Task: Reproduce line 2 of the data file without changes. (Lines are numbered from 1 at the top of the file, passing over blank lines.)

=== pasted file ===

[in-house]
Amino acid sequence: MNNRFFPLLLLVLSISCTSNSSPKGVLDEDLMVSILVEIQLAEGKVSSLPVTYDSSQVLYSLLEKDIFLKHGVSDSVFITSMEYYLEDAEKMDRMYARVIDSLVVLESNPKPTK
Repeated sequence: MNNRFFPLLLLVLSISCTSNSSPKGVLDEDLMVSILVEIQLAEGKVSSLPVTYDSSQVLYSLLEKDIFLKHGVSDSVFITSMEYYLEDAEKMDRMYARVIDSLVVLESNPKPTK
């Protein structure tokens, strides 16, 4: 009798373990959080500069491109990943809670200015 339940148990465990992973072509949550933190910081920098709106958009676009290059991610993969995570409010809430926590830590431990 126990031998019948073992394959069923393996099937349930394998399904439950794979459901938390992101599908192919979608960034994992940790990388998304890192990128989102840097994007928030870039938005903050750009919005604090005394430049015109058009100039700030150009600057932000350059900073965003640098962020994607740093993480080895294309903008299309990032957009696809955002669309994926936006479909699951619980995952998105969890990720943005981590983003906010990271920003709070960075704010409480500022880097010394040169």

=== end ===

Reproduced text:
Amino acid sequence: MNNRFFPLLLLVLSISCTSNSSPKGVLDEDLMVSILVEIQLAEGKVSSLPVTYDSSQVLYSLLEKDIFLKHGVSDSVFITSMEYYLEDAEKMDRMYARVIDSLVVLESNPKPTK